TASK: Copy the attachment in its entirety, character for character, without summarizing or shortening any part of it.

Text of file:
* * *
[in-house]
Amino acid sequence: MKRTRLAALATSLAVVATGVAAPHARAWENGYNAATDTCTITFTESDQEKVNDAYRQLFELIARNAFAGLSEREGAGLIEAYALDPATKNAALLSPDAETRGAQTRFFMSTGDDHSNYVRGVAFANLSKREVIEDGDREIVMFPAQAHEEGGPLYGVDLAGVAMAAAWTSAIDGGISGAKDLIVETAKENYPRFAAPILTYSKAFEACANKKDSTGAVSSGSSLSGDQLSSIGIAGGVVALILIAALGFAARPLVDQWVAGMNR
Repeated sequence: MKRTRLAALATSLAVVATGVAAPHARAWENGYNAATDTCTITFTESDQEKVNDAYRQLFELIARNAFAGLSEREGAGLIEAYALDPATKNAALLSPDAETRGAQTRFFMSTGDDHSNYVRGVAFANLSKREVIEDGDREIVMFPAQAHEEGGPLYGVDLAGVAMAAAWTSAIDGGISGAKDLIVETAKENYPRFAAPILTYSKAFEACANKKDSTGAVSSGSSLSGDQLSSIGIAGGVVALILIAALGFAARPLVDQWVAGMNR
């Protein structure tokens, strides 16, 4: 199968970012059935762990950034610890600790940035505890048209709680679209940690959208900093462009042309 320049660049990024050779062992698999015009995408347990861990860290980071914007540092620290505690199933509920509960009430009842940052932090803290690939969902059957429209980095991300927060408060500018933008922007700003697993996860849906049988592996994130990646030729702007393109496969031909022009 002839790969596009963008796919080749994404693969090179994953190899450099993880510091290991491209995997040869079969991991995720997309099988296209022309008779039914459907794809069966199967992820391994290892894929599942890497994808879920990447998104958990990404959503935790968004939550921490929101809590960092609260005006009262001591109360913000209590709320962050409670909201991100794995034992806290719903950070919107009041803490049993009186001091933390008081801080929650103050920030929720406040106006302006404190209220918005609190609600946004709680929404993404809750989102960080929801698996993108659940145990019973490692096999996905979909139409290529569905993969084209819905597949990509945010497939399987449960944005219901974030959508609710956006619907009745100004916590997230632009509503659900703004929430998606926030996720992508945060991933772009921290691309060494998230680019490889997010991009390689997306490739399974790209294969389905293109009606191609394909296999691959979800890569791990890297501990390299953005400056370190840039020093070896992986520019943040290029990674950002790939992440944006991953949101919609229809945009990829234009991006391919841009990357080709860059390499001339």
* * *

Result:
[in-house]
Amino acid sequence: MKRTRLAALATSLAVVATGVAAPHARAWENGYNAATDTCTITFTESDQEKVNDAYRQLFELIARNAFAGLSEREGAGLIEAYALDPATKNAALLSPDAETRGAQTRFFMSTGDDHSNYVRGVAFANLSKREVIEDGDREIVMFPAQAHEEGGPLYGVDLAGVAMAAAWTSAIDGGISGAKDLIVETAKENYPRFAAPILTYSKAFEACANKKDSTGAVSSGSSLSGDQLSSIGIAGGVVALILIAALGFAARPLVDQWVAGMNR
Repeated sequence: MKRTRLAALATSLAVVATGVAAPHARAWENGYNAATDTCTITFTESDQEKVNDAYRQLFELIARNAFAGLSEREGAGLIEAYALDPATKNAALLSPDAETRGAQTRFFMSTGDDHSNYVRGVAFANLSKREVIEDGDREIVMFPAQAHEEGGPLYGVDLAGVAMAAAWTSAIDGGISGAKDLIVETAKENYPRFAAPILTYSKAFEACANKKDSTGAVSSGSSLSGDQLSSIGIAGGVVALILIAALGFAARPLVDQWVAGMNR
């Protein structure tokens, strides 16, 4: 199968970012059935762990950034610890600790940035505890048209709680679209940690959208900093462009042309 320049660049990024050779062992698999015009995408347990861990860290980071914007540092620290505690199933509920509960009430009842940052932090803290690939969902059957429209980095991300927060408060500018933008922007700003697993996860849906049988592996994130990646030729702007393109496969031909022009 002839790969596009963008796919080749994404693969090179994953190899450099993880510091290991491209995997040869079969991991995720997309099988296209022309008779039914459907794809069966199967992820391994290892894929599942890497994808879920990447998104958990990404959503935790968004939550921490929101809590960092609260005006009262001591109360913000209590709320962050409670909201991100794995034992806290719903950070919107009041803490049993009186001091933390008081801080929650103050920030929720406040106006302006404190209220918005609190609600946004709680929404993404809750989102960080929801698996993108659940145990019973490692096999996905979909139409290529569905993969084209819905597949990509945010497939399987449960944005219901974030959508609710956006619907009745100004916590997230632009509503659900703004929430998606926030996720992508945060991933772009921290691309060494998230680019490889997010991009390689997306490739399974790209294969389905293109009606191609394909296999691959979800890569791990890297501990390299953005400056370190840039020093070896992986520019943040290029990674950002790939992440944006991953949101919609229809945009990829234009991006391919841009990357080709860059390499001339």